Marine Science in the News: Changing water temperatures causing animals to relocate

Under rapidly changing conditions animals have 3 “choices”: migrate, adapt or die. Ocean temperatures are rising rapidly (a byproduct of climate change) and many animals are struggling to keep up. Coral reef animals are especially at risk, with large-scale coral bleaching events occurring in tropical waters around the globe. Recently, a team of researchers found that some coral reef fish are opting to relocate to cooler waters to call home instead of adapting to the changing conditions. Acclimating is energetically costly, and sometimes results in extremely harmful physical consequences. A team from the University of Texas at Austin examined blue-green damselfish (Chromis viridis), which are

Marine Science in the News: Changing water temperatures causing animals to relocate

Under rapidly changing conditions animals have 3 “choices”: migrate, adapt or die. Ocean temperatures are rising rapidly (a byproduct of climate change) and many animals are struggling to keep up. Coral reef animals are especially at risk, with large-scale coral bleaching events occurring in tropical waters around the globe. Recently, a team of researchers found that some coral reef fish are opting to relocate to cooler waters to call home instead of adapting to the changing conditions. Acclimating is energetically costly, and sometimes results in extremely harmful physical consequences. A team from the University of Texas at Austin examined blue-green damselfish (Chromis viridis), which are

Creature Feature: A Different Kind of Bird - The Great Blue Heron

In honor of Thanksgiving, we are celebrating a local feathered friend-the great blue heron! This bird sports grey-blue plumage on its body with a thick black stripe over its eyes. It is the largest of North America’s heron species, reaching about 4.5 feet in height with a 6-foot wingspan. At least half of this bird’s height is in its long legs. They can be found throughout North America, with some pairs nesting as far north as Alaska! Although some great blue herons migrate between summer breeding grounds and winter nesting sites, most of our Pacific coast individuals are year-round residents. In our bay alone, we are lucky enough to have around 600 nesting pairs of great blue herons-one pai

Marine Science Camp 2017: What have we been up to?

2016 was a great summer and we wish our campers were still here. After all, nothing is more fun than camp with animal-touching, games, teambuilding and new adventures every day! Summer campers are resuming their school year duties, but rest assured, Marine Science Institute hasn’t been idle. Every day Monday through Friday and some Saturdays too, MSI hosts schools near and far for a variety of marine science programs. Almost daily we have a Shoreside program at our facility in Redwood City and 1-2 Discovery Voyages aboard the R/V Robert G. Brownlee, our 90-foot research vessel. MSI also often brings animals and marine science to schools. We offer a plethora of other programs that may be runn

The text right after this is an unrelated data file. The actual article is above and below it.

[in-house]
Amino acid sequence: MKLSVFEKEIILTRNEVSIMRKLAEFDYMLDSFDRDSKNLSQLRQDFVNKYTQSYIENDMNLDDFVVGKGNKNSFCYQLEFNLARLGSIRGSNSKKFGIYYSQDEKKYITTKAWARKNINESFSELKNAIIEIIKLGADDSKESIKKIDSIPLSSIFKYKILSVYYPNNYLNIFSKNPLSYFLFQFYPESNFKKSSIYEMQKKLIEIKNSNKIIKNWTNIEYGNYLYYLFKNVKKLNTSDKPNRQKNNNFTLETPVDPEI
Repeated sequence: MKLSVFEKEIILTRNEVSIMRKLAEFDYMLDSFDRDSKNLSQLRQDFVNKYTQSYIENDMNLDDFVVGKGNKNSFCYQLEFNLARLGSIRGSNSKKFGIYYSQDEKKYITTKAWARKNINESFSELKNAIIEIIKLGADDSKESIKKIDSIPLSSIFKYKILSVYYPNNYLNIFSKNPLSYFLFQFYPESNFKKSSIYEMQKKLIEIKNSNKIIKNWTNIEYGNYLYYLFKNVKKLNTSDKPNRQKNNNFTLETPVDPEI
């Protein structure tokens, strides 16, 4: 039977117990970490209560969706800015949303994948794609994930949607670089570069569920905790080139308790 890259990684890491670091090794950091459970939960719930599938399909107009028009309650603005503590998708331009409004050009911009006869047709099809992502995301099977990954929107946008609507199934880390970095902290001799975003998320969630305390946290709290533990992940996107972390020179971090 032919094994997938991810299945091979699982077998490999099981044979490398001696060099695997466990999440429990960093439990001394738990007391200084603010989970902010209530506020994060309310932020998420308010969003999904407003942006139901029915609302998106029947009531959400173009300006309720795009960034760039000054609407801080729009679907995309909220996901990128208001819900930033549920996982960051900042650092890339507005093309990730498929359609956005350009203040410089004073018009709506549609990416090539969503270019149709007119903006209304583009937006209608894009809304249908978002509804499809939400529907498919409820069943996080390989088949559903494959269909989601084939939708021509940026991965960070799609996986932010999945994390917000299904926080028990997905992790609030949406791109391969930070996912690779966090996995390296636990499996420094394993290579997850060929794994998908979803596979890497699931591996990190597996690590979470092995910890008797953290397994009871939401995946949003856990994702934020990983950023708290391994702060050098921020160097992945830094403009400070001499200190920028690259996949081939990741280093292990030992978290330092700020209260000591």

Marine Science Camp 2017: What have we been up to?

2016 was a great summer and we wish our campers were still here. After all, nothing is more fun than camp with animal-touching, games, teambuilding and new adventures every day! Summer campers are resuming their school year duties, but rest assured, Marine Science Institute hasn’t been idle. Every day Monday through Friday and some Saturdays too, MSI hosts schools near and far for a variety of marine science programs. Almost daily we have a Shoreside program at our facility in Redwood City and 1-2 Discovery Voyages aboard the R/V Robert G. Brownlee, our 90-foot research vessel. MSI also often brings animals and marine science to schools. We offer a plethora of other programs that may be runn

Bring the Wonders of Watersheds Alive For Students

Water and its availability (or lack of availability during droughts) has always been tied to California’s history, population growth and economy – making it an important environmental education topic for today’s students. From canoeing in a slough to wading in a creek, one of California’s most important and limited resources comes alive in Marine Science Institute’s (MSI) inquiry-driven, multiple-exposure program called Wonders of Watersheds. Students learn what a watershed is, its importance, and then explore MSI’s local Redwood Creek watershed to discover how humans depend on it and influence it. Wonders of Watersheds is designed for students 6th grade and up. Through the Wonders of Waters

Creature Feature: Enjoy Stargazing Above and Below the Water

With the November starry nights of the Leonid Meteor Shower (Nov. 16-18), this is the perfect time to look down at the starry flounder (Platichthys stellatus) – a flat fish found in the San Francisco Bay and part of Marine Science Institute’s teaching curriculum. A favorite among marine and environmental educators, the starry flounder is easily identified by the youngest of students. The alternating bars of black and white-to-yellow-to-orange coloring on its dorsal, anal and caudal fins are distinct features used in identification. Patches of rough star-shaped scales (tubercles) are scattered on the eyed-side of the fish giving it its name. A favorite among marine and environmental educators

Marine Science in the News: plastic marine debris STINKS

A recent study out of University of California, Davis examined one of the largest groups of animals largely affected by plastics: seabirds. The research team examined ocean-faring birds and why they confuse marine plastic with food. Turns out, the answer is an olfactory trap! Figure 1. Petrels are severely affected by plastic consumption. They have a strong sense of smell used for hunting. Photo: JJ Harrison Plastic marine debris emits a sulfurous compound scent that some seabirds have relied on for thousands of years to tell them where to find food. Plastics in the ocean become coated with algae which releases a chemical cue called dimethyl sulfide, or DMS. This chemical cue is released whe